Author: Lisa Stanley
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On November 22, 1963 Americans were gripped by unimaginable fear and grief - glued to their TVs. sets in a daze of disbelief. John Fitzgerald Kennedy, the 43rd President of the United States, had been assassinated in Dallas, Texas as he rode down the streets of the city. His wife, Jacqueline, who never would fully recover from the memories of that day, would nevertheless hold the nation together in the days after Dallas.

No one can ever forget the image of Jackie prodding three year old John, Jr, "John-John" to salute his fathers coffin as it passed before him. Surely if she, this widowed 34 year old mother of 2, could find the courage to survive then we, as Americans, were obliged to do the same. We owed our American Queen the same amount of dignity she bestowed upon us in the face of national tragedy.

Together Jack and Jackie had defined a new age of glory, glamour, style and "vigah". John Fitzgerald Kennedy was the youngest President of the United States ever elected and the first and to date only Catholic to hold the nations highest office. The Kennedy's had faced tragedy in the past, yet they had Triumphed. Just months before Dallas, the couple had lost their days old infant, Patrick, to respiratory failure. Despite the immense sorrow they surely felt, the couple maintained strength and dignity. It was that inner strength that Jackie would soon call upon again for herself, her family, and for the nation in the wake of her husbands death.

The week after her husbands funeral, Jackie summoned LIFE magazine writer, Teddy White, to Hyannis Port, with an intense urge to memorialize John Kennedy and make sure his legacy was not lost to the generations to come. She feared Americans would lose sight of the accomplishments he made, and for the beliefs that he stood for. Jackie deliberately promoted the image of magical enchantment to represent these years. She recalled that at night when severe back pain left her husband unable to sleep she would play his record from the musical Camelot . She quoted his favorite lines, sung by Richard Burton:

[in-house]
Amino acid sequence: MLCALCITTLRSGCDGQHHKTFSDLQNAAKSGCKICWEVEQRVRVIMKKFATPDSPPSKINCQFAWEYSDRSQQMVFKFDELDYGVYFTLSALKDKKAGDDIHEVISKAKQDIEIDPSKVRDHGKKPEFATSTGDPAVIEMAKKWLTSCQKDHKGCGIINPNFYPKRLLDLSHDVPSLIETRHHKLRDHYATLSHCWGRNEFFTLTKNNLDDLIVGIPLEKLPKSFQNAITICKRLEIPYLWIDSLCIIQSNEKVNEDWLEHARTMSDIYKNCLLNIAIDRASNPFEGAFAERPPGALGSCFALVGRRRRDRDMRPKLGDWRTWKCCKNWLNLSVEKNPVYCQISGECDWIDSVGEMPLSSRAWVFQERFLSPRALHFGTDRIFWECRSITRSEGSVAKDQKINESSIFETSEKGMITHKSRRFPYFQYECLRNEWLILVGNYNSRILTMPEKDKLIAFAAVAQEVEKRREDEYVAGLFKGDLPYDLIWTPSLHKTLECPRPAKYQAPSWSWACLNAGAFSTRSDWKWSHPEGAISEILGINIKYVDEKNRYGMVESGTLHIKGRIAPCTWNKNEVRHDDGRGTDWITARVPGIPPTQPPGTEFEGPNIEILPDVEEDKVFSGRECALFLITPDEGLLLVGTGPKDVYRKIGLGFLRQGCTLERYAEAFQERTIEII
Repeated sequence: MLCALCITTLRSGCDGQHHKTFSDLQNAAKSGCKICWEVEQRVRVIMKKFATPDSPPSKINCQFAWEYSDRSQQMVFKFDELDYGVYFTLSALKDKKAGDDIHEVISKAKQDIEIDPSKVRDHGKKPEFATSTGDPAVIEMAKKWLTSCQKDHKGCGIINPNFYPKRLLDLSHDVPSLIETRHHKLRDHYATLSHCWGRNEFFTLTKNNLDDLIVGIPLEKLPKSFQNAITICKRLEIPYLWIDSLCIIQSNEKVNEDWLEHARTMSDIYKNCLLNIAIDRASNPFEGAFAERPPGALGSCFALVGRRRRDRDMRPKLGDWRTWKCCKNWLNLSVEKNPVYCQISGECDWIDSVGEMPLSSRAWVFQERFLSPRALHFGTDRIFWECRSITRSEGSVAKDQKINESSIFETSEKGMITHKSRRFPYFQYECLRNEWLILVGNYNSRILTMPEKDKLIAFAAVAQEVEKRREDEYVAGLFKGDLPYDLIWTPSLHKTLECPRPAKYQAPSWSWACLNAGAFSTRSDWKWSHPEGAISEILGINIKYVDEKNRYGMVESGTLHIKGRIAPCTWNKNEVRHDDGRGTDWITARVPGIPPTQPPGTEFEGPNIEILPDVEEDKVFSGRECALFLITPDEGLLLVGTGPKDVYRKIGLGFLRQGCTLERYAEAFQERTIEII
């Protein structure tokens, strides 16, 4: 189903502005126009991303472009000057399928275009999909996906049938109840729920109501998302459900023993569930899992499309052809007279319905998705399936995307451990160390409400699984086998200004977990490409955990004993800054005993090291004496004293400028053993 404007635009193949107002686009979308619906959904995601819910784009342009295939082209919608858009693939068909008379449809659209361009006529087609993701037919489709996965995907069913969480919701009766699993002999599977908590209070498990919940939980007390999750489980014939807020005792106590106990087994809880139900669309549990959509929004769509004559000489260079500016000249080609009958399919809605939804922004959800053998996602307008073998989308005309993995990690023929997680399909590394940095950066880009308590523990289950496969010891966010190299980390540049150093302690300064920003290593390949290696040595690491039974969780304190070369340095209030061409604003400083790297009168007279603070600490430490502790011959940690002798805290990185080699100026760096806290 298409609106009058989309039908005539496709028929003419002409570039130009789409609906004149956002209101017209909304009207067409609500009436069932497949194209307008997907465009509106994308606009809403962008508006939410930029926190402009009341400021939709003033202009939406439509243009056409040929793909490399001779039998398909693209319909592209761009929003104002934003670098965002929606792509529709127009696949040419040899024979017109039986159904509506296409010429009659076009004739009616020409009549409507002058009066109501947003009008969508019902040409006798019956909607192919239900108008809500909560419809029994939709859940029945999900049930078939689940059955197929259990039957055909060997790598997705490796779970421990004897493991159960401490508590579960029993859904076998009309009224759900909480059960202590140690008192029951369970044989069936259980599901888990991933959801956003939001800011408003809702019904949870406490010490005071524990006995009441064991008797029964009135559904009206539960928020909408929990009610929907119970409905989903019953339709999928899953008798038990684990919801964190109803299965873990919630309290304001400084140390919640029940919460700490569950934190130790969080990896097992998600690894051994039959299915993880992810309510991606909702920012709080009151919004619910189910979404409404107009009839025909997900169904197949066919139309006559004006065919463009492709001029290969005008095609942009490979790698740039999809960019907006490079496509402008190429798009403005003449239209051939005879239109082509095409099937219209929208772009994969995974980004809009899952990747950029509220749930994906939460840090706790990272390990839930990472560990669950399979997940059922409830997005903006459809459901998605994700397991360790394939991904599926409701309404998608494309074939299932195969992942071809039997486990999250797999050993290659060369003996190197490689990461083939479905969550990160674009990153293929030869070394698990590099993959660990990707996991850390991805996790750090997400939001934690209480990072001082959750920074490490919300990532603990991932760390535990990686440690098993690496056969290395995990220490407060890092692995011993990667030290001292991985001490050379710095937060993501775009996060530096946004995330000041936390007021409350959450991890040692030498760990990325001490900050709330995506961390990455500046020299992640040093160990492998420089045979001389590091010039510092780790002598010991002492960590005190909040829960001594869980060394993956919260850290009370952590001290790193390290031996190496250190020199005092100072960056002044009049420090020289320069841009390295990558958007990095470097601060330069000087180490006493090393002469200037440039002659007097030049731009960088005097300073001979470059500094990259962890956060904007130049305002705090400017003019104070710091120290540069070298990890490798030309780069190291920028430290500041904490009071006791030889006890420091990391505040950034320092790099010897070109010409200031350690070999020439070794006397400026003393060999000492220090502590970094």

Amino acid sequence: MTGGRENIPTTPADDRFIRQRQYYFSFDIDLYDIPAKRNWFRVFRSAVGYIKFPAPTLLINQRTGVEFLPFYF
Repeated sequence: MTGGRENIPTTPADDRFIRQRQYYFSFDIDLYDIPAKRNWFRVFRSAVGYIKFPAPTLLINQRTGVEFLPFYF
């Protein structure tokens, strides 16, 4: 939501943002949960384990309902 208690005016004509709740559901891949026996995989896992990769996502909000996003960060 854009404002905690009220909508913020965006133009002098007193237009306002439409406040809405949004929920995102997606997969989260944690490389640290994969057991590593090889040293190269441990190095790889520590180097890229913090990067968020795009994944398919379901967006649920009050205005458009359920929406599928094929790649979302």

Don't let it be forgot
That once there was a spot
That for one brief shining moment
That was known as Camelot

and in so doing, Jackie unofficially christened the Kennedy years in the White House as Camelot . Indeed, the early years of the 1960's, especially for those coming of age, offered up a renewed sense of Hope, inspiration, and patriotism.

America's future looked bright. Together Jack and Jackie had guided the nation out of the drab and dreary years of the Eisenhower administration and ushered in a mystical reign of culture, fashion, and youth. Our fascination with them, and especially the widow Jackie, knew no Limits. The Kennedy's Thousand days in office are forever etched in our memories. Jackie's fears proved unfounded. The Kennedy legacy still continues to shine as bright and strong as the Eternal Flame that Jackie lit in her husbands honor more than 40 years ago

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